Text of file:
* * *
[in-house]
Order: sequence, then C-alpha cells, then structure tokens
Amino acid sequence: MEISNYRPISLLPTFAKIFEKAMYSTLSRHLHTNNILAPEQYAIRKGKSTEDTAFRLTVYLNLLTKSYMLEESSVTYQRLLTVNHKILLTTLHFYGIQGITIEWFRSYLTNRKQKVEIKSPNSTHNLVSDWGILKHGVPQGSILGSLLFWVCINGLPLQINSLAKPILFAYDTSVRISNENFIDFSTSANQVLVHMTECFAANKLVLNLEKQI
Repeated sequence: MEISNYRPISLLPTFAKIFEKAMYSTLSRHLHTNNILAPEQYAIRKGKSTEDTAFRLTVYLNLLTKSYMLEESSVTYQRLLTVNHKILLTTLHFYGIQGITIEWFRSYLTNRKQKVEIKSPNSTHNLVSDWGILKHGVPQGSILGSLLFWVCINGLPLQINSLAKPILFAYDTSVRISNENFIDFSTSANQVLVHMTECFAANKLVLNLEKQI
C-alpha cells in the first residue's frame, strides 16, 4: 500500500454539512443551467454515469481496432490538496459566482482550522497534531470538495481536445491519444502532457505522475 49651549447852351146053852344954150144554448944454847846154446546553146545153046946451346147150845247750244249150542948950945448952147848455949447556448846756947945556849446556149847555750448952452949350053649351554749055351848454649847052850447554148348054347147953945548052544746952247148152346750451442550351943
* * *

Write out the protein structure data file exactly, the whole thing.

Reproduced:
[in-house]
Order: sequence, then C-alpha cells, then structure tokens
Amino acid sequence: MEISNYRPISLLPTFAKIFEKAMYSTLSRHLHTNNILAPEQYAIRKGKSTEDTAFRLTVYLNLLTKSYMLEESSVTYQRLLTVNHKILLTTLHFYGIQGITIEWFRSYLTNRKQKVEIKSPNSTHNLVSDWGILKHGVPQGSILGSLLFWVCINGLPLQINSLAKPILFAYDTSVRISNENFIDFSTSANQVLVHMTECFAANKLVLNLEKQI
Repeated sequence: MEISNYRPISLLPTFAKIFEKAMYSTLSRHLHTNNILAPEQYAIRKGKSTEDTAFRLTVYLNLLTKSYMLEESSVTYQRLLTVNHKILLTTLHFYGIQGITIEWFRSYLTNRKQKVEIKSPNSTHNLVSDWGILKHGVPQGSILGSLLFWVCINGLPLQINSLAKPILFAYDTSVRISNENFIDFSTSANQVLVHMTECFAANKLVLNLEKQI
C-alpha cells in the first residue's frame, strides 16, 4: 500500500454539512443551467454515469481496432490538496459566482482550522497534531470538495481536445491519444502532457505522475 49651549447852351146053852344954150144554448944454847846154446546553146545153046946451346147150845247750244249150542948950945448952147848455949447556448846756947945556849446556149847555750448952452949350053649351554749055351848454649847052850447554148348054347147953945548052544746952247148152346750451442550351943